This Area Four (Cambridge) outpost is the rustic bar-scene’s answer to the more “Family” atmosphere of Area Four.
All wood-fired pizza comes out bubbled and blistered and absolutely delish. The Garlic Knots are OMG decadent, with an abundance of buttery garlic bits. Plus, large, sharable pizzas ($15.50) have sourdough crusts described by one food writer as “somewhere between New Haven and Neapolitan Style.”
But my dining companion, the very astute 12-year-old, Matty S., deemed A4 Pizza Crust “very much like Naan” in consistency. He’s right on the money, and so are these pizzas.
9) DRINK: Backbar, Somerville
It’s one of Boston’s favorite speakeasies for a reason. Sanborn Court in Union Square is a little alleyway to a behind-stores parking area. Walk to a red door in an industrial building. This door will lead you down a hallway past the bathrooms to the second door (marked “backbar”).
This interior door opens in to a really cool, cavernous room. A huge black and white wall mural, open seating, and bottles of spirits stacked on wood shelves behind a welcoming bar set the scene. Bartenders shake up concoctions like “Whittle Litaly,” “Pina Pepper Colada,” and the signature Jim Beam Black “Model T.” Ask for the crowd favorite Spicy Caramel Popcorn ($3, $5) with or without bacon. It’s irresistible either way.
10) EAT/DRINK: jm Curley
A block from Boston Commons, jm Curley is known for it’s cocktails and burgers. And also for its irreverent “Law & Order” rules posted on a huge chalkboard. (e.g. The respectful customer is always right. The asshole customer is always wrong).
But what most people don’t know is that there’s a hidden room in the back with its own name – Bogie’s Place – it’s own décor (leather banquets), and its own menu (a steakhouse). So private, I couldn’t even take pictures, you’ll have to make a reservation to score one of 16 seats.
Where to Stay in Hidden Boston
STAY: Verb Hotel.
A hotel seemingly conceived from the mind of Pat Benatar or Mick Jagger, The Verb is a fab, funky and fun redo of the former Howard Johnsons that stood in the shadow of Fenway Park.
Developed by Steve Samuels, Adam Weiner, and Robin Brown (who’s been involved with top-tier hotels like the Four Seasons), The Verb is as close as Boston gets to Southern Cali – by way of Nashville and London.
Originally purchased as a tear-down-for-a-high-rise, the development team realized that they had a “mid-century gem” on their hands. Turning nostalgic for this “hub of the community,” the group consequently decided to completely renovate and update the property with the highest quality luxury appointments plus some. The heated pool adds a Palm Springs vibe to the courtyard – truly an oasis in the city.
First Impressions of The Verb
A labor of love, Samuels, Weiner and Brown built the place in which they themselves would love to hang out. As homage to the area’s 60’s and 70’s music scene, the team filled their new baby with posters, set lists, musical instruments and other artifacts from the collection of David Bieber, editor of the Boston alt-music-magazine, The Phoenix.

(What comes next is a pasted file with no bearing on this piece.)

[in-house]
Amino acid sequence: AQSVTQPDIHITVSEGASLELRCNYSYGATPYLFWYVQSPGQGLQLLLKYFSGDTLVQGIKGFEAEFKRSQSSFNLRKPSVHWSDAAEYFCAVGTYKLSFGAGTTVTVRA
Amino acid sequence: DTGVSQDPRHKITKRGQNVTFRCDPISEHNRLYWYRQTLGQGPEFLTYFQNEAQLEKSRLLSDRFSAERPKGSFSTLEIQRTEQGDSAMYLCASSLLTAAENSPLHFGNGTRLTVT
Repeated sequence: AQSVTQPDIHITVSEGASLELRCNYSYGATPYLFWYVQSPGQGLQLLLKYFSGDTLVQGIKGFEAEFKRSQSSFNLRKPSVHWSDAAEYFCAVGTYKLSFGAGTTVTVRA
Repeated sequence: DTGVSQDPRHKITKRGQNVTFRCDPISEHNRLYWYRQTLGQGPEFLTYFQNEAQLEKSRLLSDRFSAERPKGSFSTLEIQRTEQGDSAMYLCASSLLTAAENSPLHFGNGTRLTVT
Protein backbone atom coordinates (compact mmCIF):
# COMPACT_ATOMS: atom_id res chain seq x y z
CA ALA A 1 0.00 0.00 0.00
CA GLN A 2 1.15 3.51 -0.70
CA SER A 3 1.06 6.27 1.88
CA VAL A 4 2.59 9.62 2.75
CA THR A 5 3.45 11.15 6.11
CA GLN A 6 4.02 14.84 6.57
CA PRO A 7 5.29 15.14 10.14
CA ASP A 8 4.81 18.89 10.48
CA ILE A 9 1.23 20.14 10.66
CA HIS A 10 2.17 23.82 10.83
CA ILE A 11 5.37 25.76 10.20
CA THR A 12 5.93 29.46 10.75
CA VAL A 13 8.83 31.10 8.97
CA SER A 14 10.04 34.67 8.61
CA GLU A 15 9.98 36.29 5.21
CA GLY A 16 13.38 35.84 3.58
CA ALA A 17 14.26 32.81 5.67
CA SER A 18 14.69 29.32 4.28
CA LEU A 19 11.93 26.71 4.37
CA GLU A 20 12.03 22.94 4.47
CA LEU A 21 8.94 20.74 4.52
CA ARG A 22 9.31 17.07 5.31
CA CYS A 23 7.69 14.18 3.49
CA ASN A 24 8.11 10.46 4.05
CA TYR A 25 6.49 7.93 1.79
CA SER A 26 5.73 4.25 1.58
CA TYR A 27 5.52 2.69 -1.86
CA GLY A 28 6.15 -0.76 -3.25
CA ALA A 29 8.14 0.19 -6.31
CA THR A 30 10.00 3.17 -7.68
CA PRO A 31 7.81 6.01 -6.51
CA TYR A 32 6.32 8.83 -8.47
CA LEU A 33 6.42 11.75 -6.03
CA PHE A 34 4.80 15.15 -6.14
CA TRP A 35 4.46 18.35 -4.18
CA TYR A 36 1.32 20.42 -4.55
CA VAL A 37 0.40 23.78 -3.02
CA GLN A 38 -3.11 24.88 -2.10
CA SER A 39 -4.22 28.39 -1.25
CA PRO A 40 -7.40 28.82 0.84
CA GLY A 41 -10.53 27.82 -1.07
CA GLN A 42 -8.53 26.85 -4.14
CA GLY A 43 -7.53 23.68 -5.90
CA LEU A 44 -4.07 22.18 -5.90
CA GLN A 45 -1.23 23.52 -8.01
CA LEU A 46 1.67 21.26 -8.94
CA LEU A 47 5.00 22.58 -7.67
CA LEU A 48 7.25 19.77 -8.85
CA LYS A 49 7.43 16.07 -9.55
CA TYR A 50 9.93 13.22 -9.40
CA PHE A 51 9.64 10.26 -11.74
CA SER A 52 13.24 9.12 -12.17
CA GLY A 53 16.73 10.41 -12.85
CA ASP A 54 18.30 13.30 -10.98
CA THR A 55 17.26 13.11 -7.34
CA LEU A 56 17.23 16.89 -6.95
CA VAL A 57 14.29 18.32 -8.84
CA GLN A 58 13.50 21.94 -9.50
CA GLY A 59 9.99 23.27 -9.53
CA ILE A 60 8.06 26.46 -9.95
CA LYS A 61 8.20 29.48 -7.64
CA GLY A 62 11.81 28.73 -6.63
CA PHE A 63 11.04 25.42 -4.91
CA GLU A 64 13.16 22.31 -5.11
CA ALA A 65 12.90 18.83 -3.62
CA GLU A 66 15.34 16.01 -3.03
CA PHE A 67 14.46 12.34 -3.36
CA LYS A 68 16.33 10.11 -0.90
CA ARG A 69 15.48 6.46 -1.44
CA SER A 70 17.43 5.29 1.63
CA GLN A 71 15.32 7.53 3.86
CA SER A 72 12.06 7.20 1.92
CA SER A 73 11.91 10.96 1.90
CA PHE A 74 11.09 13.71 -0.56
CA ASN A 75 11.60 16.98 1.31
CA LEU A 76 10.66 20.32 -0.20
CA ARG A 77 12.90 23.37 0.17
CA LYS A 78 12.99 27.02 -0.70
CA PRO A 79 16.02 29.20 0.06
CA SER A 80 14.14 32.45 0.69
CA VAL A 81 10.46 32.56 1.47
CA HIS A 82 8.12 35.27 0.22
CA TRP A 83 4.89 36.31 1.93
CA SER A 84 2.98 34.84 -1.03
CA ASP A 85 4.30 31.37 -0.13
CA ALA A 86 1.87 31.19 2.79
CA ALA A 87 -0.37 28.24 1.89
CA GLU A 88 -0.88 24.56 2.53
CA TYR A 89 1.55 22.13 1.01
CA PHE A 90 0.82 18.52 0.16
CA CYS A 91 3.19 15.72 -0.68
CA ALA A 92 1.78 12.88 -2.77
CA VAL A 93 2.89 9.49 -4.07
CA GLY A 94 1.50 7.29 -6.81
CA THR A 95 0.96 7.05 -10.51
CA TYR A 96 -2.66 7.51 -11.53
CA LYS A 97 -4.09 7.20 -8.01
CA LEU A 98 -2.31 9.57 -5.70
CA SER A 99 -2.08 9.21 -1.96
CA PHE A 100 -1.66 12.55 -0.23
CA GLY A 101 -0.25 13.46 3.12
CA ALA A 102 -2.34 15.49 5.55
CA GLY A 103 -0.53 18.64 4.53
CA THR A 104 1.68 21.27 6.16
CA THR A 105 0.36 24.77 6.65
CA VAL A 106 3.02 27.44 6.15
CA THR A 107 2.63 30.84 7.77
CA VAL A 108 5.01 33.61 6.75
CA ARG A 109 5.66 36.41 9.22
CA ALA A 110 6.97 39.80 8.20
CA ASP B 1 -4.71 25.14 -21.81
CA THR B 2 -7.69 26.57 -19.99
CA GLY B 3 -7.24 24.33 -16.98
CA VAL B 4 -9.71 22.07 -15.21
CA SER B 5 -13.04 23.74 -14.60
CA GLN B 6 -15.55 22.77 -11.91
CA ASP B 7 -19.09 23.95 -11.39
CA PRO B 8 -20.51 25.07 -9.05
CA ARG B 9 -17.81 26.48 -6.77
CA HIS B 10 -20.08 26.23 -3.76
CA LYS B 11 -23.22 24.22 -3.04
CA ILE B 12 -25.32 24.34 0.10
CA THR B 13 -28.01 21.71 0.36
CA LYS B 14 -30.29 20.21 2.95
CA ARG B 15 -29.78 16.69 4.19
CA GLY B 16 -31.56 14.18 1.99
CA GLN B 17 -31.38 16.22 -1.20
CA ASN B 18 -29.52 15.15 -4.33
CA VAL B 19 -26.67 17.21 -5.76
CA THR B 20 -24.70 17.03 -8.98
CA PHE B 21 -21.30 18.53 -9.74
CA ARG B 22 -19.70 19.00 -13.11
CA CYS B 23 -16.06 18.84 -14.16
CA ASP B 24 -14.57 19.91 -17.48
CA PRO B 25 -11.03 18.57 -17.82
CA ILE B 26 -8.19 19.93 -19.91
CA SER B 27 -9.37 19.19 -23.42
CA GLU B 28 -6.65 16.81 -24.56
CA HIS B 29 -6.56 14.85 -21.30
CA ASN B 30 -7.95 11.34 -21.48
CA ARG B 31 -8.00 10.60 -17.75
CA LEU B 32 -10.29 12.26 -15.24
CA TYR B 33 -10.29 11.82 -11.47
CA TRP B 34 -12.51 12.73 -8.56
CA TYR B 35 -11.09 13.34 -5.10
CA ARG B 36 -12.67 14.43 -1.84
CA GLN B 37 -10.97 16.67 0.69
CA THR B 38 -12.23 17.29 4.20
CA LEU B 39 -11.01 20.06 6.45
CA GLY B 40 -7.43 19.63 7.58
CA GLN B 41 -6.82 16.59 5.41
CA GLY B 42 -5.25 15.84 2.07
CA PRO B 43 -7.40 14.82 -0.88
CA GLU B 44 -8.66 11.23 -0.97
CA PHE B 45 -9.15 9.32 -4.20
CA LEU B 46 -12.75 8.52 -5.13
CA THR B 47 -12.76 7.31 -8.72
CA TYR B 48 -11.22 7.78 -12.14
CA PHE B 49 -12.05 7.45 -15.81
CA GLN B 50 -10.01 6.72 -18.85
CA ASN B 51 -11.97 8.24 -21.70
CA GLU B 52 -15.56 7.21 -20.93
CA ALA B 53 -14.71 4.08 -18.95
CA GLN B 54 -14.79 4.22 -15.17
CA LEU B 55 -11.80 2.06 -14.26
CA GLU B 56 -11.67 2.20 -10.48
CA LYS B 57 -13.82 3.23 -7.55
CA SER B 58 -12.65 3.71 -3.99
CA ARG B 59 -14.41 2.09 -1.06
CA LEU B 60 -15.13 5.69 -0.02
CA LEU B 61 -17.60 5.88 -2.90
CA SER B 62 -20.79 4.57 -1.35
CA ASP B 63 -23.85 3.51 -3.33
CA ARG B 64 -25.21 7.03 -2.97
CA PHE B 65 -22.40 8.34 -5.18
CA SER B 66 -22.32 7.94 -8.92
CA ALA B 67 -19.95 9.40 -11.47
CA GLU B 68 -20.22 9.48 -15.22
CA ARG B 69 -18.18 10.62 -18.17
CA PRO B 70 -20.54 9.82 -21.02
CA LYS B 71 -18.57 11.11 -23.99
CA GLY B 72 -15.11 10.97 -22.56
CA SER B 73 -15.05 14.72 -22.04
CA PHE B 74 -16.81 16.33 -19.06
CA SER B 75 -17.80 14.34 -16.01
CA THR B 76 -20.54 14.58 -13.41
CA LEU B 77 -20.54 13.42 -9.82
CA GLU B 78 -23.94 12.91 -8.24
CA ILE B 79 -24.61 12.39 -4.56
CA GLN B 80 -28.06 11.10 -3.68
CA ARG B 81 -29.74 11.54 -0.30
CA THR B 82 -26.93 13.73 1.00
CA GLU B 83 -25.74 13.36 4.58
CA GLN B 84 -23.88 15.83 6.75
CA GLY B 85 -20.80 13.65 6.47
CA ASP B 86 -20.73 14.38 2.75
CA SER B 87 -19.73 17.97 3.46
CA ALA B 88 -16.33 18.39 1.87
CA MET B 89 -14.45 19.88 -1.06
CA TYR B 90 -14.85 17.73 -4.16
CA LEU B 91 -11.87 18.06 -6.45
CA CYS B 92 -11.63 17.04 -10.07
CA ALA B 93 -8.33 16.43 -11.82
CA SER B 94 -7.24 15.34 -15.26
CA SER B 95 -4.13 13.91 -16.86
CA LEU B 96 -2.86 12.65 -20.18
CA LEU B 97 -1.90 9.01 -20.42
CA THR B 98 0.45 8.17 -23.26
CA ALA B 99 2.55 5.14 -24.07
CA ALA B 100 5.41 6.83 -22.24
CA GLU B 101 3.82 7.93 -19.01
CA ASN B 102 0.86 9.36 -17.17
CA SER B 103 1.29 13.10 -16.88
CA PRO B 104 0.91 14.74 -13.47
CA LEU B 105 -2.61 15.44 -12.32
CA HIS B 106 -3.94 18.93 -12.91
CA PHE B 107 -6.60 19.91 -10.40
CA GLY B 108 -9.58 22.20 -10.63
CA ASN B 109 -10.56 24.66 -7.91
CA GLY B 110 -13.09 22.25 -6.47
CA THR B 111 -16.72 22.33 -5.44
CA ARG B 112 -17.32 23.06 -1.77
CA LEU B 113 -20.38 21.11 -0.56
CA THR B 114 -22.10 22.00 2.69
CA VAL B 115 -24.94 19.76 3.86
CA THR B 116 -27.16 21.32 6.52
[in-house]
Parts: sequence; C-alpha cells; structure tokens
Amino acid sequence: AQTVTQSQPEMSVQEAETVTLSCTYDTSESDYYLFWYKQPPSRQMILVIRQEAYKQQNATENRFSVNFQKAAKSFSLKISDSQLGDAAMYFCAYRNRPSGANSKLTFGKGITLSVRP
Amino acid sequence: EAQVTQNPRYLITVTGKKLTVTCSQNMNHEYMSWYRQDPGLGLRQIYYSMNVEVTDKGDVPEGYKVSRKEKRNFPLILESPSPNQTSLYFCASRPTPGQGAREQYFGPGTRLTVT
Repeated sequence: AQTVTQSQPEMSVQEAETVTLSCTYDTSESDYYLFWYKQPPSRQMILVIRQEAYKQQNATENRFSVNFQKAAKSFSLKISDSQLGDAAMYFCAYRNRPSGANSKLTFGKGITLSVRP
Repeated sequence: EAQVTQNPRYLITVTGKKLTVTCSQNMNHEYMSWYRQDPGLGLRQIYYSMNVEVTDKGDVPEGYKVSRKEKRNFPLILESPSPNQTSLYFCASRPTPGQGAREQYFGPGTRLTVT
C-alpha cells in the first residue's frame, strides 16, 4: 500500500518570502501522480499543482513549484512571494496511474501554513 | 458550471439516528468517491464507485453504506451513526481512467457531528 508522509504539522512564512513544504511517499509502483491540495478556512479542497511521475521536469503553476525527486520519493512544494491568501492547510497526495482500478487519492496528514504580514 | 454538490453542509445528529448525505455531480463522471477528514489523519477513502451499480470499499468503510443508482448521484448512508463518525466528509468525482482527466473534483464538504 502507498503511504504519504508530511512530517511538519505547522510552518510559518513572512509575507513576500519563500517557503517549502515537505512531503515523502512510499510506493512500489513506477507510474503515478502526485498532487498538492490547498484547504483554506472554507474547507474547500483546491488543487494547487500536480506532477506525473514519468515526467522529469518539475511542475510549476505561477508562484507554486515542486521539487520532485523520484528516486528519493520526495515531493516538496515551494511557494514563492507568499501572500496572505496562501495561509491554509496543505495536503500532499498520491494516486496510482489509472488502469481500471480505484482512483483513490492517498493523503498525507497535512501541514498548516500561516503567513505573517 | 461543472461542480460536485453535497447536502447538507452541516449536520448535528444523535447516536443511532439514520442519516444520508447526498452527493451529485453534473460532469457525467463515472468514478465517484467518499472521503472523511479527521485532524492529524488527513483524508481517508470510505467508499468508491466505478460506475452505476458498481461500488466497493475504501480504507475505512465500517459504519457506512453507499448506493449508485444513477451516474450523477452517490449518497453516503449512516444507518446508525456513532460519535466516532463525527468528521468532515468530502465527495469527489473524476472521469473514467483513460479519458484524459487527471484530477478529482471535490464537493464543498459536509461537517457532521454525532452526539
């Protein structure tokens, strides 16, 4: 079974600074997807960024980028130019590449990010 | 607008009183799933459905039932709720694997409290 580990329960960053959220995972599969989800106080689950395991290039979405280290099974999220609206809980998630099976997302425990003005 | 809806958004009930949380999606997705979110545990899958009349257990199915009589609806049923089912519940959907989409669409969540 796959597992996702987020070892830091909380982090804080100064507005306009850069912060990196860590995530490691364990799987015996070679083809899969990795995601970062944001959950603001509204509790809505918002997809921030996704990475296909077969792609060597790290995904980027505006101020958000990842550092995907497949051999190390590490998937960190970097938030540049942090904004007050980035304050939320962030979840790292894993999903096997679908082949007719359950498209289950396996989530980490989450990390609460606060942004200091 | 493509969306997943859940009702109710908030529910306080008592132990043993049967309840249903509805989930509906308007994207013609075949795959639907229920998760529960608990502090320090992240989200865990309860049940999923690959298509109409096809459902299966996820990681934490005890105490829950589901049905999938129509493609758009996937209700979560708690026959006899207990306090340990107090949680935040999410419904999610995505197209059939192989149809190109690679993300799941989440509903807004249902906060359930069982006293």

You can spend hours checking out the framed calendars, drawings (e.g. Warhol), and set lists mounted on the lobby walls. The Boston Tea Party Club’s May 1969 Calendar includes Jeff Beck, The Who, Joe Cocker, Led Zeppelin, the Velvet Underground, It’s a Beautiful Day and the Allman Bros. All in one month!!
Lobby and Check In
The lobby, with its wild mix of colors, punchy canary yellow couch, flokati rugs, and comfy 50’s-style seating, is the perfect place to congregate. A Fender Stratocaster (plugged into a Vox amp) lists against a wall – ready to be played. (Yes you can).
Of course, there’s a well-rounded collection of vinyl albums awaiting their spin on the reception desk turntable. Blondie, the Stones, Springsteen, and a slew more.
I chose Maria Muldaur’s Midnight at the Oasis, which brought me straight back to my college days.
At check-in, grab a Kind Bar (no cookies here), and cool bottled water from a “Marshall Amp” fridge. Walk down “sexy” dark hallways, checking out room numbers that are actually photographs on each pastel-colored door.
Rooms at The Verb
All 93 rooms are pleasingly bright and unfussy. Each door opens within inches of a shelf stocked with two bottles of water (again, complimentary) and outlets for your drained electronic devices.
This was the feature that impressed me the most – the fact that I didn’t need to hunt for a place to immediately power up my phone. There’s an old-fashioned clock bedside, a vintage typewriter, and of course, a huge flat screen HD TV.
Other cool factors include a fun photo on the interior side of the pocket bathroom door, and the ability to turn on the shower (without getting wet) via a hole in the glass. The hair dryer is kept in a cotton sack marked “High and Dry.” Bathrobes are zebra-striped.
This level of attention to detail meshed with whimsy earns a great deal of respect from those who travel for a living.
Stay: Revere Hotel
Revere Hotel, which elevated the former Radisson Boston to artisanal standards, celebrates Paul Revere galloping by on his “midnight ride.” Modernist, minimalist, house-music, scented air – the Revere Hotel is a departure from traditional lodging in one of the country’s most college dense cities.
Tawny rooms are large and un-flashy, with mid-century hound’s-tooth chaise lounge, beige leather headboard, burnished hardwood floor entry, and splashes of heather blue, orange, and lime green.
Framed graphic art on the walls showcase quotes from Shakespeare – a nice nod to academia. Book a room on a higher floor (22-24th) for optimal views of Boston, Cambridge and Charles River. Rates $175-$700 per night